CARLSBAD, Calif. — Sixty-seven years ago this month, on April 9, 1942, I was surrendered to the Japanese Imperial Army on the Bataan Peninsula in the Philippines. At my first prison camp, the Japanese commandant turned to the American prisoners of war (POWs) and told us that we were “lower than dogs” and “they (the Japanese) would treat us that way for the rest of our lives.” Then he said, “We will never be friends with the piggish Americans.
For a long time I thought he was right. But we have both changed. This year, I welcomed the Japanese government’s first official apology to the American POWs, 63 years after our liberation.
If my fellow soldiers or I had known the consequences of being a POW of the Japanese, we would have fought to the death. After three long months of jungle fighting against a better-equipped invasion force, the American and Filipino troops were starving, sick, exhausted and out of ammunition.
At surrender, we were immediately forced to march 105 km through the steaming Bataan Peninsula without food, water, medical treatment or rest. Today, the Bataan Death March is remembered as one of the worst war crimes of World War II.
I will never forget my buddies who were shot simply for trying to get a drink of water; crushed by a tank for stumbling; bayoneted just because they could not take another step; or forced at gun point to bury alive the sick. I bear a deep scar where a Japanese officer on horseback brought his samurai sword down on my shoulder.
Those who survived the Death March faced over three years of unimaginably brutal imprisonment. Many, like me, were herded into “Hell Ships,” packed shoulder to shoulder without food or sanitation and shipped to factories, mines and docks across the Japanese Empire. The survivors were literally sold to private Japanese companies to work sustaining wartime production.
I dug coal in a dangerous Mitsui Corporation-owned mine. Like all POWs, I was overworked, beaten, humiliated and starved. The damage and suffering we endured from these companies’ employees were comparable to, and sometimes worse than, that inflicted upon us by the Imperial Japanese military. Among World War II combat veterans and former POWs, those who were prisoners of the Japanese have the highest percentage of post-traumatic stress disorders. To say the least, we POWs had and still have intense feelings about Japan.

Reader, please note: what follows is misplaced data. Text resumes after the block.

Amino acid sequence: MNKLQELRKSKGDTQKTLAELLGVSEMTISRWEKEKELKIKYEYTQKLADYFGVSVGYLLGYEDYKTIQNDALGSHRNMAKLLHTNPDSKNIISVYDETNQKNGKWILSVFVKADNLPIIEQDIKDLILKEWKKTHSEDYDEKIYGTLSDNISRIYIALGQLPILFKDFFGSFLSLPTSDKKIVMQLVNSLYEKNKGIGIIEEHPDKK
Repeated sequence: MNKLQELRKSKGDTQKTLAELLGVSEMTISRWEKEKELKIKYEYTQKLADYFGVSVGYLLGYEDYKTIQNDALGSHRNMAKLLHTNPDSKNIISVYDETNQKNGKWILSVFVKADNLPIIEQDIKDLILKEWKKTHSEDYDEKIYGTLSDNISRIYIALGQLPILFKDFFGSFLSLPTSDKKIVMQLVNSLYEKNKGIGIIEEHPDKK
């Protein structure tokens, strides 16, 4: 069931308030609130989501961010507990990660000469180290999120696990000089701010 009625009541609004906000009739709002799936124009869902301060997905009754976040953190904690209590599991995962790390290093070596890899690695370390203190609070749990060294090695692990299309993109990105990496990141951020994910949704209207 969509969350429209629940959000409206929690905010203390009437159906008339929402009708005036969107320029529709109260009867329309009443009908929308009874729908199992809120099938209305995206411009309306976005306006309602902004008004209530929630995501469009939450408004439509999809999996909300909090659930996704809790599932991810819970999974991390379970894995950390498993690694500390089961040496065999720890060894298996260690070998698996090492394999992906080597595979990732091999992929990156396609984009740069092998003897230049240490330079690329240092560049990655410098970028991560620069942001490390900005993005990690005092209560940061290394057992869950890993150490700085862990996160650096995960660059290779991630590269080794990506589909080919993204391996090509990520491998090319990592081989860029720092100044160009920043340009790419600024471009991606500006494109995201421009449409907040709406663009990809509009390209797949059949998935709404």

Yet the Japanese commandant who belittled his American captives was wrong. The United States and Japan have become friends and close allies — a result we welcome. My anger has been tempered by the many Japanese people who have welcomed me to Japan. Personal friendships and common goals heal many wounds.
Our unfortunate history came largely to closure in a personal meeting with the Japanese ambassador to the U.S. and his wife last November. I was finally able to tell a Japanese official my story. He heard of my humiliations, saw my scars and learned of my Japanese friends who have helped me overcome my POW trauma.
I asked for the ambassador’s help in requesting three things from his government so that justice is achieved for POWs: (1) an official apology; (2) an appeal to companies to apologize for their wartime use of POWs; and (3) a reconciliation project.
In December, the ambassador wrote me with news for which I have waited decades. His letter said that Japan’s government extends “a heartfelt apology for our country having caused tremendous damage and suffering to many people, including those who have undergone tragic experiences in the Bataan Peninsula and Corregidor Island in the Philippines.”
This acknowledging gesture was followed in February by a Cabinet-approved statement to a member of the Diet that extended the apology to all “former POWs.” It is the first official apology specifically to mention POWs or any particular group hurt by Imperial Japan.
We POWs accept these long-sought apologies and now ask Japan to state them for all to hear and understand. I trust that my two other requests will be fulfilled soon. It has taken nearly seven decades, but Japan’s recognition of its mistreatment of POWs attains historic justice and brings fullness to the U.S.-Japan relationship. A future of a peaceful alliance is what we really wanted in the first place.
Dr. Lester Tenney is a professor emeritus of business administration from Arizona State University and commander of the American Defenders of Bataan and Corregidor. He is a survivor of the Bataan Death March and a Mitsui coal mine.